Tuesday, January 15, 2008

Learning patterns

Following on from my previous post, I've been thinking some more about how we learn. First there was an interesting conversation with Mrs Heathbank about the differences in our upbringing, and then a further nudge from Kimberly's little dig about a lapse of memory on my part. Now, it would be easy to dismiss such a lapse as a consequence of advancing years, but in this case it simply wouldn't be true.

I have always had trouble with remembering bare facts. I remember earnestly staring at vocabulary lists, committing them to memory only to have forgotten them by the next morning. Yet I gained such good marks in unseen Latin translation in my second year at Uni that I was given an exemption from this paper in the degree exam. You would think from that that somehow the laboriously learned vocab had stuck, but no. It was the ability to see the words in context and to make the imaginative leap to the meaning of a whole sentence, a whole paragraph, and the added facilty in reaching for an acceptably lucid and idiomatic expression of same that piled on the marks. Obviously using language in context was what I needed - and what makes me an inspired guesser when faced with a torrent of French in a restaurant.

And this is part of what we were discussing today. The difference between the kind of linear thinking that moves methodically through the stages of something to reach a conclusion, and the thinking that, as it were, makes a jump into the new idea and, having grasped its essentials, finds a means to convey it as cogently as possible. The latter is how I have worked in the past, and is still how I explore new ideas. I have a feeling that's why I write poetry rather than prose when it comes to imaginative writing: poetry is the keeper of the space between the words where the truth lies. And when I'm reading rapidly, I know I don't read from right to left, but focus on the middle of each line so that I take in the whole line in a one-er. This is not to say that this is in any way a superior way to acquire learning, but it's the one I'm stuck with.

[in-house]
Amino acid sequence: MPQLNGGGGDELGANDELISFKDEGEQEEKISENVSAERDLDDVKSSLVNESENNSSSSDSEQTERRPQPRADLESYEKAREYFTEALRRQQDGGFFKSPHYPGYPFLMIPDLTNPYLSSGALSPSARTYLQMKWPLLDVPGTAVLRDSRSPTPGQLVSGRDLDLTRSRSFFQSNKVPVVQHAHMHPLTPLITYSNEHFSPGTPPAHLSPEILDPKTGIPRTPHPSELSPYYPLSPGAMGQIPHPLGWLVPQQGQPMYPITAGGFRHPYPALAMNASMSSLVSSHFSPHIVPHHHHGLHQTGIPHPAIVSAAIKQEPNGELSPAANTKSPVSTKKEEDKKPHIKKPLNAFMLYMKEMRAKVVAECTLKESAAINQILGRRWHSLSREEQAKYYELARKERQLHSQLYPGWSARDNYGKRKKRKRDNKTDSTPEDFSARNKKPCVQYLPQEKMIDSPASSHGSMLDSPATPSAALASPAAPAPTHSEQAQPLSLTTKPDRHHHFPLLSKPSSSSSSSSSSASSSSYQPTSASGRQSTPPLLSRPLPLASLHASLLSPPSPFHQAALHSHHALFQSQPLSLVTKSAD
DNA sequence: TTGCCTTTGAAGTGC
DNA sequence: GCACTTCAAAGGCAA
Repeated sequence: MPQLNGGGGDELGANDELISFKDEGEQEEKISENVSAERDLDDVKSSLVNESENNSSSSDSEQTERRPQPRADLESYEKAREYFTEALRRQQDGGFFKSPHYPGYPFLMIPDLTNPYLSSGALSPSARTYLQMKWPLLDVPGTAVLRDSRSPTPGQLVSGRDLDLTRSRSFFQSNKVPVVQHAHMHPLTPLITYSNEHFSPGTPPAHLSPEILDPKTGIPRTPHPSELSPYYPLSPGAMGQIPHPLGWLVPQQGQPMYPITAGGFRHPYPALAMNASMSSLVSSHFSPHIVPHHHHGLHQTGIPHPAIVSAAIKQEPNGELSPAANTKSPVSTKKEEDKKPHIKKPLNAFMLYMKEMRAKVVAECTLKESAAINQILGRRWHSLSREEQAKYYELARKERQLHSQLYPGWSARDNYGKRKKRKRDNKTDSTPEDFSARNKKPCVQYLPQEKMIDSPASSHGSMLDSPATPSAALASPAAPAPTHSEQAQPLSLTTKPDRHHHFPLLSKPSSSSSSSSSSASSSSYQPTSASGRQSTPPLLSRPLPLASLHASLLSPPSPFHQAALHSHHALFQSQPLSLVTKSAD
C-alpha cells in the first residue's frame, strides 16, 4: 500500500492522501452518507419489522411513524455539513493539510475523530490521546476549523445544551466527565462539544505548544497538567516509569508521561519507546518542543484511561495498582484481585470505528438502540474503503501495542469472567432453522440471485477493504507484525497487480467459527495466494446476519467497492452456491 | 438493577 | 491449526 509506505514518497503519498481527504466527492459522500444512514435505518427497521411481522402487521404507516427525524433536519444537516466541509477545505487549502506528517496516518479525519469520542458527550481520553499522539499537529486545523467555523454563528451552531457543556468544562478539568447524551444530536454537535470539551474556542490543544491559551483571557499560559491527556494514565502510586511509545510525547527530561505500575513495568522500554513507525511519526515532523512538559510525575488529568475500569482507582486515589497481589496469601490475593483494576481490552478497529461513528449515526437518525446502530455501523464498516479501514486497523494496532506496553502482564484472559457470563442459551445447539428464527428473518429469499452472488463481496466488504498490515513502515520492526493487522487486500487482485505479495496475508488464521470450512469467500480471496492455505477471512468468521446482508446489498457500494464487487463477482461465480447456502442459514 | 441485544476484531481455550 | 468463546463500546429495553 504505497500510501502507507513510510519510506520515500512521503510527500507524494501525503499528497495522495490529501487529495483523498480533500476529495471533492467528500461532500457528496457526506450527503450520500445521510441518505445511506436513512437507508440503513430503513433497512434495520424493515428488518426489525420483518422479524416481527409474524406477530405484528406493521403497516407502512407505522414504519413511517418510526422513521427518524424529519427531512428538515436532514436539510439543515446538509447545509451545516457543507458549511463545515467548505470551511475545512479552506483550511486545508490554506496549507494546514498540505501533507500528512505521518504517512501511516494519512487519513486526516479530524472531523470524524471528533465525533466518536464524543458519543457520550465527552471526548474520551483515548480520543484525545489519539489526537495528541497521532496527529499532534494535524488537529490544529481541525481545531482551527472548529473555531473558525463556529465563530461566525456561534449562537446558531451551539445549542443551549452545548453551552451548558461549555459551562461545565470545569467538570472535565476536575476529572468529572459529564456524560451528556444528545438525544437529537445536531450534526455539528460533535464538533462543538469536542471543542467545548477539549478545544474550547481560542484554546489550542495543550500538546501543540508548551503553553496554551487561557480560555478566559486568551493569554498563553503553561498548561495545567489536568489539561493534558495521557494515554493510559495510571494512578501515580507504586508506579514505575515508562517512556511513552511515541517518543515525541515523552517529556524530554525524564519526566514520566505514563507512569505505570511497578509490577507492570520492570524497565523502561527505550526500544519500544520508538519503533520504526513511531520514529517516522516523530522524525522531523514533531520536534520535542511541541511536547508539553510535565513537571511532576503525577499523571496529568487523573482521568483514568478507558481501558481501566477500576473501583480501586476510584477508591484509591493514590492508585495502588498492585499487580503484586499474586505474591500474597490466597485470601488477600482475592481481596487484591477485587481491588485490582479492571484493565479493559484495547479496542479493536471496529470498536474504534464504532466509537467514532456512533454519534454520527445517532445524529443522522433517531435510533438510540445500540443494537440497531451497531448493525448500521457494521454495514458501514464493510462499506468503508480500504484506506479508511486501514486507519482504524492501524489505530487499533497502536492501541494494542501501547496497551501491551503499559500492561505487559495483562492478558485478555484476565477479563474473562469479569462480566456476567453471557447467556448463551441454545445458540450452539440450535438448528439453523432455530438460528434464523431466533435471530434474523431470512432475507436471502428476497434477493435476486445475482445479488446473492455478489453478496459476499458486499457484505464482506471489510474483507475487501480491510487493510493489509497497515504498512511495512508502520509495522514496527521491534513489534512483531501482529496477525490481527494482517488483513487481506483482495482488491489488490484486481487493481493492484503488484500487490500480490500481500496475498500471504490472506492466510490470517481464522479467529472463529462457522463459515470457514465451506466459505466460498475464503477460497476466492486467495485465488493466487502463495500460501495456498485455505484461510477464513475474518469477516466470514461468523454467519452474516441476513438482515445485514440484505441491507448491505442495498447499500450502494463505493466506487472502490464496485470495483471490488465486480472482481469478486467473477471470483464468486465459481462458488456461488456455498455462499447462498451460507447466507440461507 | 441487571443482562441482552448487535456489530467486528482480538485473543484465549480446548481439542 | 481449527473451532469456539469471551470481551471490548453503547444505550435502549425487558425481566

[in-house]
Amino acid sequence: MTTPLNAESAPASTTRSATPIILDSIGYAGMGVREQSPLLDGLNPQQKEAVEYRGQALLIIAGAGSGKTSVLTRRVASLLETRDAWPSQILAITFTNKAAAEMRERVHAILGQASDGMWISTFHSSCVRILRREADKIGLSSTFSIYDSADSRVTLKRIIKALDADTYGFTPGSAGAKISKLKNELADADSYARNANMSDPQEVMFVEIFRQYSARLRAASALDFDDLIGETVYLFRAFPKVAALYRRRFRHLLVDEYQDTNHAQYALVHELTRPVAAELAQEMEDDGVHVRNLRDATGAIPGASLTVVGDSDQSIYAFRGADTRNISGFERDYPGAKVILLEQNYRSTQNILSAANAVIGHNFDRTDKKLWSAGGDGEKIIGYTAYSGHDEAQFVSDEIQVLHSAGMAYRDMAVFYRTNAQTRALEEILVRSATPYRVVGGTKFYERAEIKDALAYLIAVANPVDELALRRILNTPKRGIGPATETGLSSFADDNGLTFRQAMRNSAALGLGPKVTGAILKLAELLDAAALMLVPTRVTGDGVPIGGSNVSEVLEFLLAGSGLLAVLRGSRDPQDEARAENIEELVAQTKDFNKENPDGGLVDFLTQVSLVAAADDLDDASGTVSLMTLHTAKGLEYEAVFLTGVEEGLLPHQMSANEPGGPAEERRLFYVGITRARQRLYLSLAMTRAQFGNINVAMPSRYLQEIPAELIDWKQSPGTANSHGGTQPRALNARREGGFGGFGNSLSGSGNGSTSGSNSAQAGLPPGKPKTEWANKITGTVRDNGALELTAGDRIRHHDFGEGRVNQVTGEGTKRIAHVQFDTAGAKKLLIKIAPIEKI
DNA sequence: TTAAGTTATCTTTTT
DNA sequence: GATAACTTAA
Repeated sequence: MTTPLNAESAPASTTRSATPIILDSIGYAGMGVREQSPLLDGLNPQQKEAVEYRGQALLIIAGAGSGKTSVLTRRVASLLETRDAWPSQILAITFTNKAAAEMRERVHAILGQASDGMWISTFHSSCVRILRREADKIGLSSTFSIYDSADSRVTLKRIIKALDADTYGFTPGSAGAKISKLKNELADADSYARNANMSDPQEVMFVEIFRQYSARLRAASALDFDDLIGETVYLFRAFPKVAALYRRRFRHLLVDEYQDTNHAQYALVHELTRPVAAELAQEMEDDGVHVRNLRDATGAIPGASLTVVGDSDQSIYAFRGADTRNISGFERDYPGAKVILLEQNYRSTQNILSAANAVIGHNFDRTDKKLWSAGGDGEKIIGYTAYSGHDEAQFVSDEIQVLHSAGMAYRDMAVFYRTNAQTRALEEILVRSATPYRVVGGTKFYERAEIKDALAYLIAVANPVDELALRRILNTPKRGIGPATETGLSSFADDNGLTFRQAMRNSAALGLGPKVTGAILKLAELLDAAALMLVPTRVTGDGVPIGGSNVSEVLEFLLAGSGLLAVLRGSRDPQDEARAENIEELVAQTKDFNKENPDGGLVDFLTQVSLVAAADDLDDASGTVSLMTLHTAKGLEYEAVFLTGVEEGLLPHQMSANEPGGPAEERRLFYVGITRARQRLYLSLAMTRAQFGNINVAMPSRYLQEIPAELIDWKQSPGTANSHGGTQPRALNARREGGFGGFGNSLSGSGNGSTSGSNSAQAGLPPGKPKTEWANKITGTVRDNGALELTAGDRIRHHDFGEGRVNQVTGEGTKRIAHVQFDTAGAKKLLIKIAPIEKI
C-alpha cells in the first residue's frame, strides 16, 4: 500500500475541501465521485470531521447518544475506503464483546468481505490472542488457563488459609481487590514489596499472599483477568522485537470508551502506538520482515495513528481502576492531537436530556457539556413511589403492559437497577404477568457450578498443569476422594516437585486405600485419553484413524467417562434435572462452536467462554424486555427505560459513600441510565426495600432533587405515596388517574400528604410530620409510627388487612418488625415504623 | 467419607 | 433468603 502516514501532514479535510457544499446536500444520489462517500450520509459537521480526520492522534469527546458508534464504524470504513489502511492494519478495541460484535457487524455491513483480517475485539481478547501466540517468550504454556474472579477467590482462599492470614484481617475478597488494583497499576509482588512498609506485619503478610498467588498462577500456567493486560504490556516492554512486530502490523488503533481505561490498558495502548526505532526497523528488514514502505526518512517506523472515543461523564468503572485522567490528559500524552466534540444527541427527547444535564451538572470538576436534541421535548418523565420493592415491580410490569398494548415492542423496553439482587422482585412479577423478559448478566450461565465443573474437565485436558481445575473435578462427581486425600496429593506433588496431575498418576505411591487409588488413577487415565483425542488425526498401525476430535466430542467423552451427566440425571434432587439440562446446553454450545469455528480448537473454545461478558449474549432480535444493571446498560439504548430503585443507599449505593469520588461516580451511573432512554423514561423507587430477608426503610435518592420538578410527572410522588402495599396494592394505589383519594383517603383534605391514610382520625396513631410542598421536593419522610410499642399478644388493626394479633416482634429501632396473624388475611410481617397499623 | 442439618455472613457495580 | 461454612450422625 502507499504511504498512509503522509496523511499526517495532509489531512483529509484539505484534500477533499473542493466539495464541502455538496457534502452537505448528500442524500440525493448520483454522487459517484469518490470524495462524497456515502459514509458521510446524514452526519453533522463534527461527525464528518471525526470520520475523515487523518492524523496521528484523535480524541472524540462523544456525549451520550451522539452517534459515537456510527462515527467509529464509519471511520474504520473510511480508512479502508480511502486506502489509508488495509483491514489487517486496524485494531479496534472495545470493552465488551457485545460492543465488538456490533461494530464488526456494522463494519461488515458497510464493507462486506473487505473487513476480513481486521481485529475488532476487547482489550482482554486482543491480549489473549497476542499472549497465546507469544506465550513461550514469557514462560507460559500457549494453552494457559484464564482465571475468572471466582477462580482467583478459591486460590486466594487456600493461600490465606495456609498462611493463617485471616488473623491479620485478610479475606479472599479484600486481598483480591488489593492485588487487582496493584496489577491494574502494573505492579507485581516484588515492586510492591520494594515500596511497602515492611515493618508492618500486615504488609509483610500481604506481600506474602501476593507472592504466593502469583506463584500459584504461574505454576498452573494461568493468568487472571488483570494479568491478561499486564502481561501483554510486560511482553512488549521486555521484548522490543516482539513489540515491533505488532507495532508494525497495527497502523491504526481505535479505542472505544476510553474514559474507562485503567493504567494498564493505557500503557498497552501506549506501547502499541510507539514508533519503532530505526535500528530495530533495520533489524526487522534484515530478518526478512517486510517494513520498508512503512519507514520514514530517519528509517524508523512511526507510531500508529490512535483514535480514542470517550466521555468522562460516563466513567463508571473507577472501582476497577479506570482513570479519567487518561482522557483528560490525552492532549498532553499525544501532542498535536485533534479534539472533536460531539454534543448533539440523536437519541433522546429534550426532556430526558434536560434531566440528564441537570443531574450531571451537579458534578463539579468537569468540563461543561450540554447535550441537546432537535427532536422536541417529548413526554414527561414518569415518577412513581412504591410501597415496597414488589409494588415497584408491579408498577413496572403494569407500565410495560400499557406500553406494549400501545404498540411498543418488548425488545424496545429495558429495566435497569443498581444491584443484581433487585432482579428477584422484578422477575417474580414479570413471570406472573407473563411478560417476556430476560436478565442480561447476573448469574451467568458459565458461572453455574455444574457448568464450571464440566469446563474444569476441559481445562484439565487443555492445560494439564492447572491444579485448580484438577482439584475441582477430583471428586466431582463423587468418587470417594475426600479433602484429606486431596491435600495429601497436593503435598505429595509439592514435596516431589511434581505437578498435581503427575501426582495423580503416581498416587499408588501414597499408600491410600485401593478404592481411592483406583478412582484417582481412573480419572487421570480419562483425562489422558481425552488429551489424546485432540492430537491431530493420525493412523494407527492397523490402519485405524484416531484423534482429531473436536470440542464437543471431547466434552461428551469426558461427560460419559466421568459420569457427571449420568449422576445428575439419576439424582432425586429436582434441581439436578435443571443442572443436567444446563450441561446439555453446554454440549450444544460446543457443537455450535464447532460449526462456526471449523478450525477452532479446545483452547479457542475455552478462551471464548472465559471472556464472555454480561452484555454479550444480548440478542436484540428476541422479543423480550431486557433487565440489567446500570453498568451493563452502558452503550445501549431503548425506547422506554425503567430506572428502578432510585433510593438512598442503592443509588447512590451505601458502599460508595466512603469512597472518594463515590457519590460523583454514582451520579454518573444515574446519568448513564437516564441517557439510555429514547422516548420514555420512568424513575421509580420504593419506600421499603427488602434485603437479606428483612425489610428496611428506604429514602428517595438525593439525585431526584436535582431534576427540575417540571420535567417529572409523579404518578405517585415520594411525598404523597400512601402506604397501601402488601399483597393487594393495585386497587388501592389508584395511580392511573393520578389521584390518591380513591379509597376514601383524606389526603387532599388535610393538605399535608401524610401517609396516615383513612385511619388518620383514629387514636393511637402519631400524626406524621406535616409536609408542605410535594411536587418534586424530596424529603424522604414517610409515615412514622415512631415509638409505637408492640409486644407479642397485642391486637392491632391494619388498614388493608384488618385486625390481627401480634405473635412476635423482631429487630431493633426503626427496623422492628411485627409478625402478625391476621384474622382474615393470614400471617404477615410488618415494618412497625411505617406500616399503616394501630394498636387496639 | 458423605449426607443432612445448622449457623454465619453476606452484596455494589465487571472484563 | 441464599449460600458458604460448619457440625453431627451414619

So it's unlikely that I shall ever be able to remember J and P in a vacuum - though I may manage with Q....


  1. Anonymous1:23 PM

    Christine, I thought Kimberley's comment was feedback as opposed to a dig. You should refelct on this and learn...

  2. Nah - nature red in tooth and claw in the depths of Argyll. We have to have our fun, you know ...

  3. Chris, I am reading your eucational posts with great interest. Our children are homeschooling and it is enlightning to read insights from professionals. I always feel as though I have inadequately served our Ben as I see him struggling through Language Arts. However, he stymies me as he whizzes through Math assignments. Michelle, on the other hand, is totally opposite. I can so much relate to her...much more inclined to explore language than MATH! ugh!!! And, I happily nod my head a hearty "YES!" to remembering jots and tittles one day and totally being clueless the next!

  4. EGADS! Perhaps you might get out your red marker and check my spelling errors....I really am a fairly good speller...just a miserable TYPIST!

  5. As we discussed, I think I have to go through different hoops to learn things and I remember best aurally, so hearing something said, or saying it myself helps me to retain things longer than the usual five minutes. Also, I do need some of those baby steps towards full understanding until light dawns, when I'll suddenly rush ahead - not always correctly, but nevertheless, impatiently!

  6. Whilst I am a linear thinker, A to Z via the other 24 stopping points, although, because of all the drilled in 'facts' of my youth, I sometimes seem to leap directly from A to Z. Mayhap that's why I'm maths inclined.

    It takes all sorts thank goodness.